After US embassy makes controversial move to Jerusalem, more countries follow its lead

(L to R) Sara Netanyahu and her husband Israeli Prime Minister Benjamin applaud as Guatemalan President Jimmy Morales and his wife Hilda Patricia Marroquin cut the ribbon during the inauguration ceremony of the Guatemalan embassy in Jerusalem on May 16, 2018.

Ronen Zvulun | AFP | Getty Images
(L to R) Sara Netanyahu and her husband Israeli Prime Minister Benjamin applaud as Guatemalan President Jimmy Morales and his wife Hilda Patricia Marroquin cut the ribbon during the inauguration ceremony of the Guatemalan embassy in Jerusalem on May 16, 2018.

The United States received intense international criticism on Monday when it celebrated the opening of its embassy in Jerusalem. It was the first country to make the “provocative” move from Tel Aviv.

But on Wednesday, Guatemala joined the U.S. in moving its embassy to Jerusalem.

More countries are preparing to make the leap. Paraguay‘s Foreign Ministry announced that its embassy will also relocate to Jerusalem, while the Czech RepublicRomania and Honduras reportedly considering the move.

These smaller countries, especially those in Latin America, may be looking to cement good relations with the U.S. in hopes of preserving foreign aid and trading status. Some are also enhancing relationships with Israel, which has courted some of them with aid and even arms sales.

Jonathan Cristol, a fellow at the World Policy Institute, said that he doesn’t believe the U.S. pressured countries like Guatemala into moving, but the U.S. embassy opening did make it possible for these countries to do so without “bearing the political cost.”

The U.S. took a political hit in December when the United Nations voted to condemn President Donald Trump‘s decision to recognize Jerusalem as Israel’s capital, which angered leaders throughout the Middle East.

Palestinian protests turn violent

On Tuesday, the UN Security Council held an emergency meeting that rebuked Israel after its forces killed more than 60 Palestinian protesters on the Gaza border the same day the U.S. unveiled its new embassy. Monday also marked the 70th anniversary of Israel’s founding, a day the Palestinians call Nakba, or Day of Catastrophe.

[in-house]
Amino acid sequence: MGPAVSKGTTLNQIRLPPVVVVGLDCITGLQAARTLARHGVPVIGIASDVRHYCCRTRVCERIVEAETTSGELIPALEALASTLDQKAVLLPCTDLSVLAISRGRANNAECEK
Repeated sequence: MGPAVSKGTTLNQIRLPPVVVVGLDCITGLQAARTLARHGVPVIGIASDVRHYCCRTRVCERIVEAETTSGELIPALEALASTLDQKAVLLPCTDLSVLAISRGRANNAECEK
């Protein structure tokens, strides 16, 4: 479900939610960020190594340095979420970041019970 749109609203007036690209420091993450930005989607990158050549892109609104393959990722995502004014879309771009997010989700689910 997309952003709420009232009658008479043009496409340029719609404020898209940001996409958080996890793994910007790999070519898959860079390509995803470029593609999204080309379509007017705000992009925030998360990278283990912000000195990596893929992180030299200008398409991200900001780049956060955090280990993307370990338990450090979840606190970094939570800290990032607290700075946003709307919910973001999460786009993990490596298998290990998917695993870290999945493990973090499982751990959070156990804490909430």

Palestinians have been protesting at the Gaza border since March, asserting that they also have a claim on Jerusalem, which has deep significance to the Jewish, Muslim and Christian faiths.

With the U.S. bearing the brunt of the international blowback, smaller countries that have had historically close ties to Israel are able to consider making their moves, but Cristol said this does not signal a mass relocation of embassies to Jerusalem.

Countries like Guatemala and Paraguay have something to gain by moving their embassies to Jerusalem. Jon Alterman, a senior vice president and director of the Middle East Program at the Center for Strategic and International Studies, said that Israel has long courted smaller countries.

“It has conducted extensive outreach in Africa, for example, and it has ties throughout Latin America,” Alterman said in an email.

Cristol said these smaller countries have received developmental assistance or arms sales, so “they’ll do better with a close relationship with Israel.”

Cristol also noted that Latin American countries, including Guatemala, have Evangelical Christian heads of state, so it is a “natural inclination” for those countries to move their embassies to Jerusalem.

Evangelical connection

Some evangelicals believe the transfer of the embassy and the recognition of Jerusalem as Israel’s capital will help bring about the so-called Rapture, an event in which they believe all Christians, living and dead, will join with God, the Independent wrote.

Evangelical Christians supported Trump’s decision to relocate the U.S. embassy, according to CNN.

But would larger countries like RussiaChina and Western Europeannations make the move?

“I would be very surprised,” Cristol said. “I would be astounded, frankly, if the major Western European powers, with the possible exception of the United Kingdom, would move their embassies any time soon.”

Cristol mentioned the UK as a possibility because the current British government is more conservative than other European powers and it “has a fairly large, but often overlooked, Christian constituency that is highly supportive of Israel,” he said.

Cristol added that Russia and China are also unlikely candidates. Those countries will continue to do business with Israel regardless of where their embassies are located, he said, “so why take the risk?”

If any of them do make future moves to Israel, however, they will need to do what the Trump administration did not do, Alterman said, “which is to explicitly state that the embassy is located in West Jerusalem and endorse the idea of East Jerusalem becoming the capital of a future Palestinian state.”

Going forward, Israel will surely encourage more countries to move their embassies, Alterman said.

And for some countries “on a practical level, Jerusalem is the capitol of Israel,” Cristol added.

Most Israeli government officials and offices are located in Jerusalem, so countries with embassies in Tel Aviv have to travel to do business.

Relocating to Jerusalem is a smart money move for smaller states, making things more “effective and efficient,” Cristol said.

“Tel Aviv is only about an hour away,” he added, “but also sort of a world away.”

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